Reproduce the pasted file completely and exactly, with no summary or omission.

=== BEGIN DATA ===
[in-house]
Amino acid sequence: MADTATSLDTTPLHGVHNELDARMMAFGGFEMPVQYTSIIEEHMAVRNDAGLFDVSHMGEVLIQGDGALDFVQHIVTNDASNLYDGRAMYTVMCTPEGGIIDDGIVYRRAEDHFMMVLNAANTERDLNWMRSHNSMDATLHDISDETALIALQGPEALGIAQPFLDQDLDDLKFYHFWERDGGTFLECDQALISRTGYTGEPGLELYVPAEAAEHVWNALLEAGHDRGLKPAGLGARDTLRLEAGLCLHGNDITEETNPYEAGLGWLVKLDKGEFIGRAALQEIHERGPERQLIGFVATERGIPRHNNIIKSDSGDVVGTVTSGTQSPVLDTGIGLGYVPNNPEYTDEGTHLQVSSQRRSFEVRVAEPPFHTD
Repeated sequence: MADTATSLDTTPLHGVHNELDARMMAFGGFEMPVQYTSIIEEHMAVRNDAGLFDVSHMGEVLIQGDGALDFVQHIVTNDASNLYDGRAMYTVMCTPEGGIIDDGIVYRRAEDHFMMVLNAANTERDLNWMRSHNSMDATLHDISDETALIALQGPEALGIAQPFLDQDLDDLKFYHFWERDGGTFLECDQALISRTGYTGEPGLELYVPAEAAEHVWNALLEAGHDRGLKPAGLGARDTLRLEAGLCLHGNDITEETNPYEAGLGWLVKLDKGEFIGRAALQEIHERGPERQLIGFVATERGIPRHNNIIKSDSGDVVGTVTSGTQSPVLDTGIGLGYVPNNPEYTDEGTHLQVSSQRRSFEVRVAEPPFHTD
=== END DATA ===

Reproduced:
[in-house]
Amino acid sequence: MADTATSLDTTPLHGVHNELDARMMAFGGFEMPVQYTSIIEEHMAVRNDAGLFDVSHMGEVLIQGDGALDFVQHIVTNDASNLYDGRAMYTVMCTPEGGIIDDGIVYRRAEDHFMMVLNAANTERDLNWMRSHNSMDATLHDISDETALIALQGPEALGIAQPFLDQDLDDLKFYHFWERDGGTFLECDQALISRTGYTGEPGLELYVPAEAAEHVWNALLEAGHDRGLKPAGLGARDTLRLEAGLCLHGNDITEETNPYEAGLGWLVKLDKGEFIGRAALQEIHERGPERQLIGFVATERGIPRHNNIIKSDSGDVVGTVTSGTQSPVLDTGIGLGYVPNNPEYTDEGTHLQVSSQRRSFEVRVAEPPFHTD
Repeated sequence: MADTATSLDTTPLHGVHNELDARMMAFGGFEMPVQYTSIIEEHMAVRNDAGLFDVSHMGEVLIQGDGALDFVQHIVTNDASNLYDGRAMYTVMCTPEGGIIDDGIVYRRAEDHFMMVLNAANTERDLNWMRSHNSMDATLHDISDETALIALQGPEALGIAQPFLDQDLDDLKFYHFWERDGGTFLECDQALISRTGYTGEPGLELYVPAEAAEHVWNALLEAGHDRGLKPAGLGARDTLRLEAGLCLHGNDITEETNPYEAGLGWLVKLDKGEFIGRAALQEIHERGPERQLIGFVATERGIPRHNNIIKSDSGDVVGTVTSGTQSPVLDTGIGLGYVPNNPEYTDEGTHLQVSSQRRSFEVRVAEPPFHTD